Acid reflux, the regurgitation of food or liquid, is a major symptom of hiatal hernia in people with gastroesophageal reflux disease. Some may also experience swallowing problems, a sore throat, hoarseness, a dry cough, and a lumpy sensation in the throat.
Heartburn is another common symptom of hiatal hernia and GERD. The burning sensation characteristic of heartburn sometimes spreads from the chest to the throat. It usually leaves an unpleasant, sour taste in the mouth.
Upper abdominal pain and chest pain are serious GERD symptoms. Because many people confuse it with heart attack pain, it is important to undergo tests and procedures to accurately diagnose the condition.
Diagnosing Hiatal Hernia
More often than not, hiatal hernias are discovered during a test to determine the cause of heartburn, chest pain, or upper abdominal pain. Doctors may x-ray the upper digestive tract using a chalky barium liquid. Or they may use an endoscope, or flexible tube with a light and video camera, to explore inside the digestive tract.
On both an x-ray and endoscopy, a hiatal hernia appears as a “sac” between the stomach and esophagus. Often, the sac is visible only during swallows. Additional medical tests, such as ambulatory acid probes and esophageal motility tests, are used to diagnose GERD.
Hiatal Hernia Treatment
Hiatal hernias without symptoms need no treatment. However, acid reflux and persistent heartburn will probably require medical intervention through medications or surgery.
Acid reflux and heartburn symptoms have several treatment options. Over-the-counter antacids neutralize stomach acid and provide heartburn relief. Special medications called H-2-receptor blockers reduce acid production, and proton pump inhibitors block it. They also heal damaged tissue in the esophagus. If over-the-counter products are ineffective, doctors can prescribe stronger versions.
Medications will control most hiatal hernia symptoms, but sometimes a hernia requires surgery. Medical procedures are usually reserved for emergency situations, including those where prescription drugs offer no symptom relief. Hiatal hernia repairs are often combined with surgery for gastroesophageal reflux disease.
When Is Surgery Necessary?
Constriction or strangulation can cut off the blood supply. If a hiatal hernia is in danger of this happening, surgery may be needed to reduce the hernia. This is more likely to occur with para-esophageal hernias than with sliding hernias.
Hiatal hernia operations involve pulling the stomach back into the abdomen and making the diaphragm opening smaller. Surgeons usually remove the hernia sac and reconstruct the lower esophageal sphincter. This may involve an incision in the abdomen or chest wall.
Many surgeons use laparoscopic surgery to view internal organs from inside the body. This less invasive procedure requires smaller incisions, through which the laparoscope and surgical instruments are inserted. Laparoscopy enables a faster recovery, with less pain, scarring, and risk of infection.
GERD surgery, often combined with hiatal hernia repair, reinforces the lower esophageal sphincter. Surgeons may construct a barrier to prevent the backup of stomach acid. Some surgeons perform surgery to damage the nerves and create scar tissue in the esophagus. While this procedure strengthens muscles and reduces pain, it is usually performed when other surgeries are not an option.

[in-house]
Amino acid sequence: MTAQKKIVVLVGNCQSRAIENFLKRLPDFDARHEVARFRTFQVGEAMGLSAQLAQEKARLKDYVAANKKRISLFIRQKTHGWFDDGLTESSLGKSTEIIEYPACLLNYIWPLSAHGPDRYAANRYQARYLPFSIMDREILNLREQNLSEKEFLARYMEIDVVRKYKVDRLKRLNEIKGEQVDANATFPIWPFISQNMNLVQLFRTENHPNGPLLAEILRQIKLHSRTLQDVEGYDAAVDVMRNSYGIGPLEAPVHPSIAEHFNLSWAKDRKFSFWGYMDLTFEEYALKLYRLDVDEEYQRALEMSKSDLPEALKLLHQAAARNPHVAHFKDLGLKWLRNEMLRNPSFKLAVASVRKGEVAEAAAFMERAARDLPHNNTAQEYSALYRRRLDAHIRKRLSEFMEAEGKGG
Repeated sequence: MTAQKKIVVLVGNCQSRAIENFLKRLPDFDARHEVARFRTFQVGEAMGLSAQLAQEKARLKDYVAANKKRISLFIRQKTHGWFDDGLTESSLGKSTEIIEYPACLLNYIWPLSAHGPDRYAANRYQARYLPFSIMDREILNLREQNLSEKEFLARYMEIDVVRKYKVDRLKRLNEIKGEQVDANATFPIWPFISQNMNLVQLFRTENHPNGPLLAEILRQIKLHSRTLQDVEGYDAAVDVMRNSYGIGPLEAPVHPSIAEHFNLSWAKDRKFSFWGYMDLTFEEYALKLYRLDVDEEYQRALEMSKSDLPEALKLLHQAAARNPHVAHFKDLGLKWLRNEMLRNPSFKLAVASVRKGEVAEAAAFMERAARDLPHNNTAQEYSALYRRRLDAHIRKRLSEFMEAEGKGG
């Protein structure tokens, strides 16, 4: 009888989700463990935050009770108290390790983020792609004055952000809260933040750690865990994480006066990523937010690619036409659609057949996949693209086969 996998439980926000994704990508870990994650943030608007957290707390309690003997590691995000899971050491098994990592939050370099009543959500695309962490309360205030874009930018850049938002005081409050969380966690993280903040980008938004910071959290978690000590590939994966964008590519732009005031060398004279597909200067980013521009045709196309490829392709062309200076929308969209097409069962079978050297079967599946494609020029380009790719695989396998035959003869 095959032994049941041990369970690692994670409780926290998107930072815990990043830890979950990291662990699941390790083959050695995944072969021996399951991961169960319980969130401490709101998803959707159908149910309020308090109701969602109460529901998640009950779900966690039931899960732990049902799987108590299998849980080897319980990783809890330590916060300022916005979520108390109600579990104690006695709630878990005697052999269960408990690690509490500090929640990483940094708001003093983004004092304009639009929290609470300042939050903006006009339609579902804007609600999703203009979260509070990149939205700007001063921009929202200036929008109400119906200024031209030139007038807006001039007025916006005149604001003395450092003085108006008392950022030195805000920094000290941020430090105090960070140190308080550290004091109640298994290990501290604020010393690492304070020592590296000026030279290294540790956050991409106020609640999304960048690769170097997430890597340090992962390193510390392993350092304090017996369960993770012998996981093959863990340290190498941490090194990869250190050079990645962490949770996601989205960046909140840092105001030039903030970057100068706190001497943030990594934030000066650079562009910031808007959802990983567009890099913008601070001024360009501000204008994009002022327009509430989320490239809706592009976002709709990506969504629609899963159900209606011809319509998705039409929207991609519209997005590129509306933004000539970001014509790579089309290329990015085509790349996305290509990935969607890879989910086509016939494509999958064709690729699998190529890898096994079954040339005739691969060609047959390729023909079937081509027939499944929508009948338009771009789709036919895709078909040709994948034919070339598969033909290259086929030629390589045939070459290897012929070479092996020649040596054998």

Recovery usually takes two to three weeks, although patients must avoid hard work and heavy lifting for several months after surgery. Despite a procedure’s success, there is no guarantee that a hiatal hernia will not return in the future.
Other Popular Treatments
Lifestyle changes, home remedies, and alternative therapies are other ways to treat symptoms. Hiatal hernia sufferers can alleviate some of their problems by eating smaller meals, avoiding alcohol and cigarettes, and losing excess pounds. Avoiding trigger foods and elevating the head during sleep are two more practical solutions.
Some alternative medicine practitioners claim to cure hiatal hernia by manipulating the stomach and pushing it back into its normal position. However, no medical evidence exists to support their claim.
Patients may turn to acupuncture, relaxation therapies, and herbal remedies to treat GERD symptoms. Studies suggest that acupuncture can help people with persistent heartburn, and relaxation techniques are known to eliminate stress and ease symptoms. Chamomile, licorice, slippery elm, and other herbal remedies are touted as effective dietary supplements.
A Final Word On Hiatal Hernia
When is it time to call the doctor for hiatal hernia problems? Severe abdominal pain or chest pain are two reasons to seek medical attention. Nausea, vomiting, an inability to pass gas, and difficulty with bowel movements are additional indicators. They are signs of possible strangulation or obstruction — an emergency situation that requires immediate medical attention.
For less serious hiatal hernia problems, over-the-counter or prescription medications can usually control the symptoms. No alternative therapy can cure hiatal hernia, and none can reverse the damage already caused to the esophagus. But some people may benefit from holistic treatments that are combined with conventional medicine. To ensure safety and prevent further medical problems, patients should talk to their doctors about complementary therapies before seeking alternative solutions. For more information on treatment for hiatal hernia symptoms be sure to visit Reflux Remedy today.